Who We Serve

We educate and empower over 6,000 children and their families each year.

Our families are working to provide the best for their children. Unfortunately, many of their circumstances statistically hinder their chances, and their child’s chances at success.

Guadalupe Tápia

Guadalupe Tápia: Mother Knows Best

In 1999, single mother of three-year-old Allen, Guadalupe Tápia was struggling to manage her career and childcare. Her boss at the time encouraged her to go to Para Los Niños. She was so impressed by her visit she enrolled Allen just days later to what is now The Tina & Rick J. Caruso Early Education Center in Skid Row.

Guadalupe saw that PLN was so much more than just another school – the education in academics and social-emotional skills made her determined to keep them enrolled in PLN as it grew. So in 2002, when PLN opening their Elementary School, she was one of the first parents to enroll her child. Guadalupe witnessed, first-hand, the growth of CES from bungalows to the thriving school it is today. She also saw the growth in her children.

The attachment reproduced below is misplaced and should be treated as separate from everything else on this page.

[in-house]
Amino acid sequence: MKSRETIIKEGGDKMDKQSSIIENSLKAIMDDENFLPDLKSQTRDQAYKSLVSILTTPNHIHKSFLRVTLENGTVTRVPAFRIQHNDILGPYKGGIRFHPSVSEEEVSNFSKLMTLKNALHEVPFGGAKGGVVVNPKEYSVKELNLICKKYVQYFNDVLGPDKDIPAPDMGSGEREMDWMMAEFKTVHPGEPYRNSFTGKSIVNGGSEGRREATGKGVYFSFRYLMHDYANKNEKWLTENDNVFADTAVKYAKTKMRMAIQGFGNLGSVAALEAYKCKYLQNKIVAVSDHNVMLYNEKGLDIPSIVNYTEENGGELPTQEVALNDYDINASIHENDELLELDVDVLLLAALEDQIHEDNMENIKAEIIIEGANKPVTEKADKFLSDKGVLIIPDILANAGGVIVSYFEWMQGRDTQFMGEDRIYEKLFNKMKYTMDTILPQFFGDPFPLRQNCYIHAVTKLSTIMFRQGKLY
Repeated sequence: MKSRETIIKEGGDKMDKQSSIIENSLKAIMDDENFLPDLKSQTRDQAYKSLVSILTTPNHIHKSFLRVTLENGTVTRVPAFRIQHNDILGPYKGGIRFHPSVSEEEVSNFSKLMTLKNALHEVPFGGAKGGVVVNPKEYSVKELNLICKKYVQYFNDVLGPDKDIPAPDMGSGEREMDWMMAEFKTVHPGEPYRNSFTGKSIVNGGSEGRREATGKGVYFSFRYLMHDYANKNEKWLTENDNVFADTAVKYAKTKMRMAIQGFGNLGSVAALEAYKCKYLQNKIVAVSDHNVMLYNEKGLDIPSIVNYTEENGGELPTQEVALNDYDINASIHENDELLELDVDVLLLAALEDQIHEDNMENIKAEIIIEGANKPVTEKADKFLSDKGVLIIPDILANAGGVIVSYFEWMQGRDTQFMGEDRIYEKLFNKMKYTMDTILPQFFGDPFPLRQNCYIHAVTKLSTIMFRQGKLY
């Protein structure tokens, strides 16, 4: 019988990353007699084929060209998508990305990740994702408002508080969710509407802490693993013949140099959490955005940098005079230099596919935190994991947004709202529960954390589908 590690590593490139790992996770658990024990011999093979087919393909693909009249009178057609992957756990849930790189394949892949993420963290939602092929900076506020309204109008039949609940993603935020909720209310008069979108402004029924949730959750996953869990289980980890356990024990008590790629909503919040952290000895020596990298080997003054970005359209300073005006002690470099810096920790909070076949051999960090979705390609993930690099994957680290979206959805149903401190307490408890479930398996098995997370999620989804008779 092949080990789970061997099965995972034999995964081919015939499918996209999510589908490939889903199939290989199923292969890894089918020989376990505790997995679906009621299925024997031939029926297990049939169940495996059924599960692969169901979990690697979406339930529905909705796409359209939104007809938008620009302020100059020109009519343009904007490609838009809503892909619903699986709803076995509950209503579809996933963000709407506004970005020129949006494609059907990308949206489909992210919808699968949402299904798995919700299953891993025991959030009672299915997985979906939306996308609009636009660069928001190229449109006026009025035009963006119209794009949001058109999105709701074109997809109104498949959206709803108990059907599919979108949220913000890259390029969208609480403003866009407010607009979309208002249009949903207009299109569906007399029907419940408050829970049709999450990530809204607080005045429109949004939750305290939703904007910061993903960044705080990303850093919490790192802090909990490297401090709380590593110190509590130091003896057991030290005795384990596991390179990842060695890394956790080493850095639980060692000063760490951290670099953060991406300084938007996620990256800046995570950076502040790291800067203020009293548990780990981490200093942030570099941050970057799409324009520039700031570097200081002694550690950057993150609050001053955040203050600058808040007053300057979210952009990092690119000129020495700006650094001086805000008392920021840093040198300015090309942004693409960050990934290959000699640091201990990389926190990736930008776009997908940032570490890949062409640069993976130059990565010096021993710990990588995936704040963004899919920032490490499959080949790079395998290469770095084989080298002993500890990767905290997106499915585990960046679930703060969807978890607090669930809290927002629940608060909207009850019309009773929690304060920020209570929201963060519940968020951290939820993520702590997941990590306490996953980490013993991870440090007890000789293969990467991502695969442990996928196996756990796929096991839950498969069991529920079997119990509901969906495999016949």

“I am very grateful to Para Los Niños because they have been an invaluable support with my children’s education and for those of us who work,” said Guadalupe referencing PLN’s early drop-off and late pick up times that enable parents to know their children are safe and cared for even during non-school hours.


A Career Path